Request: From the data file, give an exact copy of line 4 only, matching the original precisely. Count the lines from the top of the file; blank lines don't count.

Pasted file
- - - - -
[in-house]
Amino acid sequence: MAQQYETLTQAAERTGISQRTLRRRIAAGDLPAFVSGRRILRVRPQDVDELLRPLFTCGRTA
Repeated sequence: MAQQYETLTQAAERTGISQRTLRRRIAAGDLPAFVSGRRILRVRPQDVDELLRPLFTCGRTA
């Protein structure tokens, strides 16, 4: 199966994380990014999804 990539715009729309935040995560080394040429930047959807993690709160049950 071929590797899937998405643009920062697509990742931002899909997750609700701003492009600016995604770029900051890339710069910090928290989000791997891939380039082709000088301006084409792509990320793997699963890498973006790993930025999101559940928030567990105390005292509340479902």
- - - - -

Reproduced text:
């Protein structure tokens, strides 16, 4: 199966994380990014999804 990539715009729309935040995560080394040429930047959807993690709160049950 071929590797899937998405643009920062697509990742931002899909997750609700701003492009600016995604770029900051890339710069910090928290989000791997891939380039082709000088301006084409792509990320793997699963890498973006790993930025999101559940928030567990105390005292509340479902």